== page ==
|Bay d'Espoir Part 3: Round Counter East|
Rencontre East, Newfoundland (Map)
The third item of this Bay d'Espoir weekend might have been the easiest, in that the only challenge was making sure to meet the ferry in Pools Cove by 8:45 am. Munching snacks and guzzling water along the curvy, mountainous NL-360; eventually a turn was made for the easier roads of the NL-362, where Pool's Cove lay at a short distance, at a turnoff long before Belleoram.
With my newfound skills for managing time and getting things done, there had to be 15 minutes of standing on the top deck of the passenger ferry. I stood there watching the gulls and swallows flutter about, while studying the homes and wharves of Pool's Cove.
Once the ferry went ahead and entered Fortune Bay, the realization that it wasn't a balmy day was even more apparent. Sitting on the back bench of the ferry, like the backseat of a wood station wagon, the cliffs and islands presented themselves by moving from my periphery and into my field of vision.
To the south you could see the islands and mountains of the area surrounding Belleoram - and if I understood Kenny's accent more clearly, I would have been better at identifying them. I managed to identify the resettled sites of Lally Cove and Doctor's Harbour though, on account of resettled communities being less numerous and of greater interest.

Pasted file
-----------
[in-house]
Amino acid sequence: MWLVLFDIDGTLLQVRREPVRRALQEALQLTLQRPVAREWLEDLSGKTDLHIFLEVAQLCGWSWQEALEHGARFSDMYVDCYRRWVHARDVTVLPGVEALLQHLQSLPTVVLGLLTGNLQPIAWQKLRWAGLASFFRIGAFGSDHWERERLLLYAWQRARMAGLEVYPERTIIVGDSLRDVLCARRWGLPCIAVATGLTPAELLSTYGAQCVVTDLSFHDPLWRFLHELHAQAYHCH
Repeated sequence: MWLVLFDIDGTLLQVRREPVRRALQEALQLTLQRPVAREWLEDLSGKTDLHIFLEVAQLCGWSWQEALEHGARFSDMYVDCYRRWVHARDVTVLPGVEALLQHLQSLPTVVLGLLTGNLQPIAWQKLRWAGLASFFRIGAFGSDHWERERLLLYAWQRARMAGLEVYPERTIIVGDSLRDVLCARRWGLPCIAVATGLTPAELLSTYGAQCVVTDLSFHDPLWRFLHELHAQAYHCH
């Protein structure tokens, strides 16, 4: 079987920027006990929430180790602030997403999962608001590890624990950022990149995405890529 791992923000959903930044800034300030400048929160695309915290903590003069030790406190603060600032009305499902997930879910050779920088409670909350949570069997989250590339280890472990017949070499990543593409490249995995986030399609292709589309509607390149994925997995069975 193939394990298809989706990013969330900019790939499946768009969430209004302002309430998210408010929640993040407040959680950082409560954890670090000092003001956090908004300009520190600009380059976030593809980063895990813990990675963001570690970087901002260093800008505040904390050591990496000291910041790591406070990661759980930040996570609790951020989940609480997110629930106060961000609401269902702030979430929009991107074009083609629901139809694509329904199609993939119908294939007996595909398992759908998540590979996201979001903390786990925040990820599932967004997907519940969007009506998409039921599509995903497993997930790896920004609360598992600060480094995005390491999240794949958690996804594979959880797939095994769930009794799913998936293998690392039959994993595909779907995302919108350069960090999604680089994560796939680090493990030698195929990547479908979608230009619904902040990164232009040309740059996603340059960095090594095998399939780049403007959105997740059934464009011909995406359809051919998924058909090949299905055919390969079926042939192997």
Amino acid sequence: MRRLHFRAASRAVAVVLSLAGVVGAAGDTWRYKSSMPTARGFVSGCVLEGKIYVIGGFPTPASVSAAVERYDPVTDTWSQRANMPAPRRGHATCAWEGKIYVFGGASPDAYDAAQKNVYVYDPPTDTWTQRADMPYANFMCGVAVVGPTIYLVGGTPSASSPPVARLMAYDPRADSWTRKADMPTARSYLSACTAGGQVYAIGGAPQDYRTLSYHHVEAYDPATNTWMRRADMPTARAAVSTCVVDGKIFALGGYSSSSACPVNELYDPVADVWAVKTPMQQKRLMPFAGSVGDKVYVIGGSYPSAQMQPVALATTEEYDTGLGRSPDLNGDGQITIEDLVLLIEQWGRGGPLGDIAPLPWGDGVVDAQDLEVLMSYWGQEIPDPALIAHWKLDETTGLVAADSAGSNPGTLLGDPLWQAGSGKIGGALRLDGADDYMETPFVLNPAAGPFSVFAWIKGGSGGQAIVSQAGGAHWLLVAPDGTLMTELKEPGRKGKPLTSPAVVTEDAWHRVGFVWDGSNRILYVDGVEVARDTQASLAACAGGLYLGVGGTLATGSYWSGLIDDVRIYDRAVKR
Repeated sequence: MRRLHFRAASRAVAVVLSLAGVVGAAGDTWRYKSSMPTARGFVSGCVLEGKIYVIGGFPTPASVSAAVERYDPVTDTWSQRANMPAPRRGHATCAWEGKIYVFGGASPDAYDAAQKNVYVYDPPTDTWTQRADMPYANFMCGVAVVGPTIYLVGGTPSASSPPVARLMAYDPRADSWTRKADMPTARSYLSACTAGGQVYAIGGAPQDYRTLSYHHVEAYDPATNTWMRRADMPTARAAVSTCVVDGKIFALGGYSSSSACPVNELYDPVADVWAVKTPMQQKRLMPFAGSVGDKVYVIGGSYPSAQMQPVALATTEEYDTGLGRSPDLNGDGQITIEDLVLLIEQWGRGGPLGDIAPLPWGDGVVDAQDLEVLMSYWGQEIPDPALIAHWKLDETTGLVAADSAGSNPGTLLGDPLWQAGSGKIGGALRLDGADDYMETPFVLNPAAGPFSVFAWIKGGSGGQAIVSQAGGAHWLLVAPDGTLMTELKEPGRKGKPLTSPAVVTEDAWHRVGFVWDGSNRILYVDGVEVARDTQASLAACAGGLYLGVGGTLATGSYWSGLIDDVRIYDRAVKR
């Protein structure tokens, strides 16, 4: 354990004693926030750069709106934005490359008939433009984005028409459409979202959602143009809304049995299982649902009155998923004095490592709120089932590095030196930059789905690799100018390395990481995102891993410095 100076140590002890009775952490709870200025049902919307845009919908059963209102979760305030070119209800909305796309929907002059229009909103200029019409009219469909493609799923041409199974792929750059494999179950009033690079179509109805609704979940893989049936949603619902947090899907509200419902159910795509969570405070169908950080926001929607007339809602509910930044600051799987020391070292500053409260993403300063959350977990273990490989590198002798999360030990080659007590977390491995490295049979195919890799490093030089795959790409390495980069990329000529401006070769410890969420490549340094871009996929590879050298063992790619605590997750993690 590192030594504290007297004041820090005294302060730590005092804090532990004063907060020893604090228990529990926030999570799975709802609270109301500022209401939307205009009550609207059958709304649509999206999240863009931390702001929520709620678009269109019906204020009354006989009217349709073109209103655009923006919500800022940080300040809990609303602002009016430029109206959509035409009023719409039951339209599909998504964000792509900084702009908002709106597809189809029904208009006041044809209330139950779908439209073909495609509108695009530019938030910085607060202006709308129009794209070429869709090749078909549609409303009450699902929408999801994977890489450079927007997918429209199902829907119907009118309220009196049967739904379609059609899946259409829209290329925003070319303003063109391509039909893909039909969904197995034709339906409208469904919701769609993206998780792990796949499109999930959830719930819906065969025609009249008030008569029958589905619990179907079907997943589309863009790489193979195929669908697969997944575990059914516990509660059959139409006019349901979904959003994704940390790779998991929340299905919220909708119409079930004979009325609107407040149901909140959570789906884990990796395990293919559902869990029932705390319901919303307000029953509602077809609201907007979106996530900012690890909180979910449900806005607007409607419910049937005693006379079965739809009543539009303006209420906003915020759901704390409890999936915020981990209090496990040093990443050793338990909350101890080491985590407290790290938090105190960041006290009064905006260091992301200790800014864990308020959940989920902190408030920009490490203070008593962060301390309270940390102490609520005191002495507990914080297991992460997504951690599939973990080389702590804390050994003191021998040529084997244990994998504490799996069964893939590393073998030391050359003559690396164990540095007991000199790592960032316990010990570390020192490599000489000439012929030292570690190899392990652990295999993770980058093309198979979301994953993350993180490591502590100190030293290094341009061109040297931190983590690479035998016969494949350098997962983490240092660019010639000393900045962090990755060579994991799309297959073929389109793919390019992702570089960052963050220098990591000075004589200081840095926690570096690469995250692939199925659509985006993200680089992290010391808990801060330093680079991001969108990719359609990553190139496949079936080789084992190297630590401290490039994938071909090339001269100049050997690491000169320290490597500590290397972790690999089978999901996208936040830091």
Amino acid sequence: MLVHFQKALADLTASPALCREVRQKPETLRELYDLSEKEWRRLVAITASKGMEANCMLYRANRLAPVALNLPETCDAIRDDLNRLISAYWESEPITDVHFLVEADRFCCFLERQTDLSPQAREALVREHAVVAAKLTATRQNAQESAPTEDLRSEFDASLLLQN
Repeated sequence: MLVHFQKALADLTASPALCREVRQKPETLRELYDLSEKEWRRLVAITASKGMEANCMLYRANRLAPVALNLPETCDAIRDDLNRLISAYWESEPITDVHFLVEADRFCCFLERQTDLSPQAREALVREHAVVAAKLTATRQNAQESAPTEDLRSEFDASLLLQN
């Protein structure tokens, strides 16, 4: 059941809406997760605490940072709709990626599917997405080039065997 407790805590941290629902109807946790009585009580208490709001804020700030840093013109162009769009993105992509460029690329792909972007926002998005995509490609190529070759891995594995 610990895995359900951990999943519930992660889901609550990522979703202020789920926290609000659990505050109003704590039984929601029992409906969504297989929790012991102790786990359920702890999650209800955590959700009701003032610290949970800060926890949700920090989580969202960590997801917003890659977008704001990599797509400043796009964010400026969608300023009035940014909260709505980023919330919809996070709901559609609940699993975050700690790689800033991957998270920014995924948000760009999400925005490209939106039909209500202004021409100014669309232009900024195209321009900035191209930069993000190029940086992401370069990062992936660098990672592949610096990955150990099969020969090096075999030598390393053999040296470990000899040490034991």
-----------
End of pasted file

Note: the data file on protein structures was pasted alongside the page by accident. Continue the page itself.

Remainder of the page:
An hour's time would pass with no one else coming outside, instead choosing to sleep and watch television. A slot in the Rencontre Islands gave a brief window into what was coming, before the boat rounded the modern beacon on Mal Bay Island and pulled into Rencontre Harbour.
The welcome sign reads "Isolated and Loving It" as you step off the ferry and onto the cement wharf. I always envision the whole town coming out to meet the ferry - and inspect the newcomers - but with the now falling rain, the crowd was thinned.
Not wanting to spend the next five hours soaking wet, I scanned the village skyline seeking refuge. Noticing the hillside school with an overhang covering the front steps, it was off to the west side of town. It wasn't raining sideways, so with this surplus of time to inspect the village of 141 people, I'd relax and hope the weather improved. I could always walk around in the rain if it didn't stop before 2pm.
The school's door would open and a young man came outside with recyclables, surprised by the presence of someone on his steps and hopeful that the weather would improve for pictures and exploring. He was friendly, yet short with his words. I liked him.
Within an hour the rain let up and it was time to check off the Dowden's Pond boardwalk.
In visiting these isolated, outport communities, you generally see people doing laps in town, walking end-to-end until they finally make up a long enough distance to constitute an evening walk. It would seem that the residents of Rencontre East have it a bit better in that they can mix it up with this pleasant boardwalk.
Even with the light rain, a man's man walked his dog past, a funny little frou-frou dog, which I'm sure his daughter named...
"Cookie! Cookie! C'mere!"
I held in the giggles.
Returning to town, the weather slowly improved as the tangle of streets were explored for every vantage point and home. At one point, a father and his two children were stopped ahead on their ATV, calling out and eventually getting their dog to hop on the four-wheeler as well. They would rumble up one of the angled streets, Rencontre East's version of a family vehicle bringing them home.